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An Interview with Carmen Rios


I first became a fan of Carmen Rios through her work Ms. magazine. I envied her bold voice, and her passion for women's issues continues to inspire me. I became an avid listener of her Bitch Media podcast Popaganda and marveled at her ability to be profoundly entertaining.


But what inspires me most about Carmen Rios is her consistent support of women in media. In addition to being a writer, podcaster, and speaker, Carmen is also a strategist for feminist organizations. She's taught me that the internet is crucial to the feminist movement, and I'm so grateful that she has carved out digital space for women to speak their mind and be themselves. Like most women who have the nerve to express their opinions on the internet, Carmen has had to withstand a lot of hate, but seeing her handle the challenges of being a woman online with grace and beauty has given me the strength to put myself out there more.


Honestly, though, I think the biggest lesson I've learned from Carmen and her work is that you're allowed to be fun-loving and outraged at the state of the world, you can wear pink and be taken seriously, you can be obsessed with pop culture and still be an intellectual-- as a woman, you're allowed to be complicated and multi-faceted and celebrated for who you are.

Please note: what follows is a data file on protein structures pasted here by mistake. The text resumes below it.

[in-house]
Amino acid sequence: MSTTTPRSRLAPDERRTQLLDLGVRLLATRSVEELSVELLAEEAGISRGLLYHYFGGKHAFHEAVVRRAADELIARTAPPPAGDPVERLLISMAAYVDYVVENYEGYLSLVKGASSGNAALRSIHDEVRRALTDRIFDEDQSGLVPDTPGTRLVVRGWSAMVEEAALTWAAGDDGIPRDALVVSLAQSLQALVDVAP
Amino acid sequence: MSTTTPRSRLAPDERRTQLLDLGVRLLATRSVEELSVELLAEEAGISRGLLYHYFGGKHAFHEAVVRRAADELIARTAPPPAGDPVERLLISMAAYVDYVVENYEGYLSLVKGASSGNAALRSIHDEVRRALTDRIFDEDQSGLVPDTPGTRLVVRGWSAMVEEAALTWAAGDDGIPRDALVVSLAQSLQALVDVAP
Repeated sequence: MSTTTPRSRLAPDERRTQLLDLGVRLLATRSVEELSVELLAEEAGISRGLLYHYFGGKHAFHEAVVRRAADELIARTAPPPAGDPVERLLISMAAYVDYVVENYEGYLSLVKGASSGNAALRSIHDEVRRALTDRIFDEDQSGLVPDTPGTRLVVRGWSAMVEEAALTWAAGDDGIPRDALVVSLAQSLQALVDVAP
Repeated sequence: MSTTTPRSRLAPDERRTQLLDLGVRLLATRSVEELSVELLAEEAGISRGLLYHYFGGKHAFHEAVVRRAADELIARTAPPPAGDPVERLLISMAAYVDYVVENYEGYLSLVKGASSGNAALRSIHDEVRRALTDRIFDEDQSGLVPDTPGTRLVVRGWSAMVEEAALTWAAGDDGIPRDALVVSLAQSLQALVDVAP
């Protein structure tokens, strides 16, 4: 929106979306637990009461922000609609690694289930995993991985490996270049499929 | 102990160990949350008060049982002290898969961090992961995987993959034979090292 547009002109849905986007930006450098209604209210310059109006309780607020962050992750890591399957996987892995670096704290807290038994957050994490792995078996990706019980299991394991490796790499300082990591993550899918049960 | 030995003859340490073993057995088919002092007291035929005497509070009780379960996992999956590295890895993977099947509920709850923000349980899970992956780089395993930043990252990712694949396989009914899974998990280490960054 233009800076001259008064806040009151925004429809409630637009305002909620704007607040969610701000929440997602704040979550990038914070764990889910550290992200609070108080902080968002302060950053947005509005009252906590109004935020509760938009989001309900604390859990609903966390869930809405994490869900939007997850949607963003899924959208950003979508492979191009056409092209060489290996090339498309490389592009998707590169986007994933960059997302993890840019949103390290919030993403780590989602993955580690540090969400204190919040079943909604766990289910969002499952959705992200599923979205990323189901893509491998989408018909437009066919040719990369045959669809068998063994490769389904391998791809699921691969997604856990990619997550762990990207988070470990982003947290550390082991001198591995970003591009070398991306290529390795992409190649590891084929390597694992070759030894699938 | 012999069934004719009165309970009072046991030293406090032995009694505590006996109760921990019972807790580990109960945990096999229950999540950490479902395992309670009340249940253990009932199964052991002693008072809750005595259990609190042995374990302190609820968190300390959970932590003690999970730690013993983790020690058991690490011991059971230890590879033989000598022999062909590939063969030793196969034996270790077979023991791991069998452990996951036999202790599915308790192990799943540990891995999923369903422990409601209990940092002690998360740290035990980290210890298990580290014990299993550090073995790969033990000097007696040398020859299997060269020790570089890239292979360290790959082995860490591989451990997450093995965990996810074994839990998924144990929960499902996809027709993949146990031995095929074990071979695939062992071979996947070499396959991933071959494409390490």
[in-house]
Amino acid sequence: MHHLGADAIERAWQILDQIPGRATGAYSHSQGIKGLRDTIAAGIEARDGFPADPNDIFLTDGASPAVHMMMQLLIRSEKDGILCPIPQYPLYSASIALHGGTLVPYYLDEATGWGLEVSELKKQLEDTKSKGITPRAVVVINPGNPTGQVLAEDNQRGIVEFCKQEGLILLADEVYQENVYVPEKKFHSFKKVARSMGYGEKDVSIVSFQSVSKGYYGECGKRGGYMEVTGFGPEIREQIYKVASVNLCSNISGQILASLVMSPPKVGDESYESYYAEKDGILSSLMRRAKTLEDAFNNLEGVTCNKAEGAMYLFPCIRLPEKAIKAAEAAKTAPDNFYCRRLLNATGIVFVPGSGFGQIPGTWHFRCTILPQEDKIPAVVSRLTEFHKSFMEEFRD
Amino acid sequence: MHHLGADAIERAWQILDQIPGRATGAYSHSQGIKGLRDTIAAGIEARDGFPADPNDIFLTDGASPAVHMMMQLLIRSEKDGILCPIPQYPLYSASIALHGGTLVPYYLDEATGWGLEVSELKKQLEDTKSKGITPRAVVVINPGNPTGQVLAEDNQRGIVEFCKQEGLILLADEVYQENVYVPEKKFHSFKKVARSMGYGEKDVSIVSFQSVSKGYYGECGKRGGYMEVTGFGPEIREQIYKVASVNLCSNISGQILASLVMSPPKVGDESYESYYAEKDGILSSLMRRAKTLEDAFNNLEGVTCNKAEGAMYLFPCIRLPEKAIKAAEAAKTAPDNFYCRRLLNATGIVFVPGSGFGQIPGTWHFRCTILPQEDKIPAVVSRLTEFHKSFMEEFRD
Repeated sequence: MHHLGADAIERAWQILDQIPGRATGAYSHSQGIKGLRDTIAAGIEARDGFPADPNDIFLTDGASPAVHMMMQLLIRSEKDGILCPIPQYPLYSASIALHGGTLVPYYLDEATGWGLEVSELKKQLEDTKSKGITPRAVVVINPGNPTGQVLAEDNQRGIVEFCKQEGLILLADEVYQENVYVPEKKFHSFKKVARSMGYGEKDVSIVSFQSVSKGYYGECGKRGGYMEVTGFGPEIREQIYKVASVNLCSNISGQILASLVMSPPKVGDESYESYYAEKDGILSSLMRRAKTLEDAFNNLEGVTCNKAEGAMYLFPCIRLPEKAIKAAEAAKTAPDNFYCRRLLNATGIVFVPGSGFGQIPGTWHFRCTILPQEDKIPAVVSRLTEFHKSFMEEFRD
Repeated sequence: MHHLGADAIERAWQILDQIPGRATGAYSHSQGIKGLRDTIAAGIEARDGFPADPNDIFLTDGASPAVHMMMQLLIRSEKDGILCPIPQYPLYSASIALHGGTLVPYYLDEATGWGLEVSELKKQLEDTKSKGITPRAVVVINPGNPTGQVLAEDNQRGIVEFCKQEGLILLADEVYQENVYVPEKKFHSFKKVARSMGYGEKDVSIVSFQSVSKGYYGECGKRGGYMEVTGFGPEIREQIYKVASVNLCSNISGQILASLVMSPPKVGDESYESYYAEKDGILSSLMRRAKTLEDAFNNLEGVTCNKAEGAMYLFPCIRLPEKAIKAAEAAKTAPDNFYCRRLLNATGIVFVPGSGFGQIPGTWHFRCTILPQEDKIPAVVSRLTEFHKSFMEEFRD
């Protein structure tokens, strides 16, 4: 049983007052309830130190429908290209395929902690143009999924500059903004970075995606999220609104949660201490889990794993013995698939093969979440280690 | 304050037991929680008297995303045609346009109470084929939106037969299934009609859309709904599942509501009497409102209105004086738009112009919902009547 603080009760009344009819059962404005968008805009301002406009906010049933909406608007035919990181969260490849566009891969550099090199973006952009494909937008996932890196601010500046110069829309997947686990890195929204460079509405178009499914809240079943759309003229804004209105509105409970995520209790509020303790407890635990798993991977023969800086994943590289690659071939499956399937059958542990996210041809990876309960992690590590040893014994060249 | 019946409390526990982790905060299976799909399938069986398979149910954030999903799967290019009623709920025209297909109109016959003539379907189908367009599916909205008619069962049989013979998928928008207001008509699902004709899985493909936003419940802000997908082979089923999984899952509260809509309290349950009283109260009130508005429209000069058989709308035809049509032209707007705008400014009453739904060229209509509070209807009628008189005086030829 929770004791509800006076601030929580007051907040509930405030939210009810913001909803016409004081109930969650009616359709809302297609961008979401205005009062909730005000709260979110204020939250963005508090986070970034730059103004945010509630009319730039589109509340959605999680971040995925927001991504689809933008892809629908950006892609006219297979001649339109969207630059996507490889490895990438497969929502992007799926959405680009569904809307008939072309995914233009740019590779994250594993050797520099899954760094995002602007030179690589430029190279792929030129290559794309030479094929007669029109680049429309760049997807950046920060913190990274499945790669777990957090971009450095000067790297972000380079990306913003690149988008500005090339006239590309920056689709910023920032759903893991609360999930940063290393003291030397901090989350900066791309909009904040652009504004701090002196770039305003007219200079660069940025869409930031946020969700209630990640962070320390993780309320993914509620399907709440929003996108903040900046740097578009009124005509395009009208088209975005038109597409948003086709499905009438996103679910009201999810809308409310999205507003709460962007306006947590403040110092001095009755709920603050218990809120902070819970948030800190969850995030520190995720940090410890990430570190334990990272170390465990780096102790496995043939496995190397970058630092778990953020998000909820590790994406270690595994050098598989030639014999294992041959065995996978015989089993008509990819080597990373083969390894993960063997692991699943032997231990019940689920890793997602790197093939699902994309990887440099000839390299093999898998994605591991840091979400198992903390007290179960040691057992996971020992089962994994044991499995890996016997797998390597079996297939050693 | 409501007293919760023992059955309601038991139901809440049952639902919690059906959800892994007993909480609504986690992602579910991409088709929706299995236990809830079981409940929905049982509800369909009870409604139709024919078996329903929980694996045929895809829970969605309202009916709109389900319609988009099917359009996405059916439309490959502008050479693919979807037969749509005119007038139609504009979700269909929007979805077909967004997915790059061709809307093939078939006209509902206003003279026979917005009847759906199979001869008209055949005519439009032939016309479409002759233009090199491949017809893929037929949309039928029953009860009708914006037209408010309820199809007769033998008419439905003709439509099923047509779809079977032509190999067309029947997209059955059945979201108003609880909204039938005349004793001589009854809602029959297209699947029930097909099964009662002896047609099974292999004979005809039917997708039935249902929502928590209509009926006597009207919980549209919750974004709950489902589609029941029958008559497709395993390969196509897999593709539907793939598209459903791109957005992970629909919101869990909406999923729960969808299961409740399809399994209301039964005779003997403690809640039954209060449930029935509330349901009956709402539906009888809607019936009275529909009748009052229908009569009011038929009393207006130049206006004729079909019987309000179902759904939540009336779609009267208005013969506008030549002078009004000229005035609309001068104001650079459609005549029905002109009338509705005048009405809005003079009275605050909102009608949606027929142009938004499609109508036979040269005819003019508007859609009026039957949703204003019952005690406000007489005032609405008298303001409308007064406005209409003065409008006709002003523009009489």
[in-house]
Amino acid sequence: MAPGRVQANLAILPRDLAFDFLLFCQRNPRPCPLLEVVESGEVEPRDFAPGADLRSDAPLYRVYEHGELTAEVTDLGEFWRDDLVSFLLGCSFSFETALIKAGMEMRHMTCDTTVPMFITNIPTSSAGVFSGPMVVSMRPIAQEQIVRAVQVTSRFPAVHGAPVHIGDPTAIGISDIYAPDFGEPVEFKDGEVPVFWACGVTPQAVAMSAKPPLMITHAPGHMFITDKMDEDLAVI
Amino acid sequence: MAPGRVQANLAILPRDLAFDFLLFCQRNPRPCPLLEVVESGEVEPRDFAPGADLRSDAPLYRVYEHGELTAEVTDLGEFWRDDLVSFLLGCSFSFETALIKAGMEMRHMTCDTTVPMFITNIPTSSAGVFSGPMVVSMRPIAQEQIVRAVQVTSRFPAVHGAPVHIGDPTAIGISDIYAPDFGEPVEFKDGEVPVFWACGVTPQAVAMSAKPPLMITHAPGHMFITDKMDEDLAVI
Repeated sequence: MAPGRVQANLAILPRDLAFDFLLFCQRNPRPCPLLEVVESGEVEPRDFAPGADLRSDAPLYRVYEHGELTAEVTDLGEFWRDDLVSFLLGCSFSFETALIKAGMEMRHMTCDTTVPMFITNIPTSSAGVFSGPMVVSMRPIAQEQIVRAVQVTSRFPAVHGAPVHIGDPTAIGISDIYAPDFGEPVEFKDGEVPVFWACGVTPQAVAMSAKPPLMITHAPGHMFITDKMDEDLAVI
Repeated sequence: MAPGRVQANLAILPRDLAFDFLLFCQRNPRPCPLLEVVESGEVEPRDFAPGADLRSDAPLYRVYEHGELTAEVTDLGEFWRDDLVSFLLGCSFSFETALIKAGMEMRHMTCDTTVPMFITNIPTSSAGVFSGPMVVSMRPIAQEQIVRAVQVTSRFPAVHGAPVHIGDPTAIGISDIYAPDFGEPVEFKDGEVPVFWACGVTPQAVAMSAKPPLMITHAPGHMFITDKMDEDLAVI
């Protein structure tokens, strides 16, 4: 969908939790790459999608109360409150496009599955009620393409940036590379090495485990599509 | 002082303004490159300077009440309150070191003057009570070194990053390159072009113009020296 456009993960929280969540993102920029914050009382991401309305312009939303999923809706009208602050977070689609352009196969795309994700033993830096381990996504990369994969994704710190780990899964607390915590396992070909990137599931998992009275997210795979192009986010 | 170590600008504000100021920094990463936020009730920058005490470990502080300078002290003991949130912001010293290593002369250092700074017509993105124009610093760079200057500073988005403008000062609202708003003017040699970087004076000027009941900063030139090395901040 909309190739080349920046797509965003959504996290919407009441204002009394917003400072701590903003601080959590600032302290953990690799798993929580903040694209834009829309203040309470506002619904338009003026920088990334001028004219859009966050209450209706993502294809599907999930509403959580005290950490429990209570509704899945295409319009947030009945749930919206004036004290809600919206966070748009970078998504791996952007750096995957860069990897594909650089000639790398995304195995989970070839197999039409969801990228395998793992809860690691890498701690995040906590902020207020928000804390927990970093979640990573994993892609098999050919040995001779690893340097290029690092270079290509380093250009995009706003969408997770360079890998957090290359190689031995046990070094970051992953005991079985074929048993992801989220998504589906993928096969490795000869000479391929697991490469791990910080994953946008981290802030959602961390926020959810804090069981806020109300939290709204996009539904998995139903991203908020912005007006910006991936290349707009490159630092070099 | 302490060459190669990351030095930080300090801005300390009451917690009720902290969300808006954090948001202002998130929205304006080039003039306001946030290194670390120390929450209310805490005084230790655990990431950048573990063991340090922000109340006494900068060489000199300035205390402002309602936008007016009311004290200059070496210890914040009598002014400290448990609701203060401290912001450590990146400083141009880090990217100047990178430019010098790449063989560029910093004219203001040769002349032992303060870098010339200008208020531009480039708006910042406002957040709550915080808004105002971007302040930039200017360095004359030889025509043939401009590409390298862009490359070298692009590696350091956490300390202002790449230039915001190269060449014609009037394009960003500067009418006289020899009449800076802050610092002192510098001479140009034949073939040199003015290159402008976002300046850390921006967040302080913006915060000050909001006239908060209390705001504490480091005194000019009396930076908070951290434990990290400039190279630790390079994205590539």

What work are you most proud of?

This is the hardest question to answer! I’m proud of all I’ve written, recorded, released, shouted from the rooftops—but I think what I am most proud of is the commitment that I’ve had, sometimes even unconsciously, to make work that mattered. I graduated during the recession, and I came of age in the era of girl power. It would have been easy for me to decide that feminism was a passion project, or that doing feminist work was a suitable side hobby. I was so determined, so dumb, so decidedly intent on staying in this world—and this is the work that has not only defined my life, but imbued it with value and meaning. I’m proud of younger me for knowing the money didn’t matter. I’m proud of younger me for taking risks and doing what was scary just because she didn’t want to say no to any opportunity to make an impact or make a difference. I’m proud that I built a career where my entire self could show up to work every day, bask in her glorious power, and sucker-punch the patriarchy before lunch.


Who are your inspirations?

I wake up every morning on a mission to make my mother proud, live out my grandmother’s legacy and get on Hillary Clinton’s radar. When I’m worried about staying wild, I look to The Coquette. When I’m hungry to go off-course, I look to Cheryl Strayed. When I’m scared to tell my story, I brush up on my Cherrie Moraga. When I’m determined to be bolder, I revisit Angela Davis’ autobiography. When I want to move from creative suffering to creative bliss, I turn to Elizabeth Gilbert. When I was afraid to ask for a raise, Tina Brown’s Vanity Fair Diaries convinced me to spit it out. Without Eileen Myles, I would never have found any of my own words to describe any of the rest of my life. And I hang an illustration of Yoko Ono in my room, just in case I’m ever looking for advice.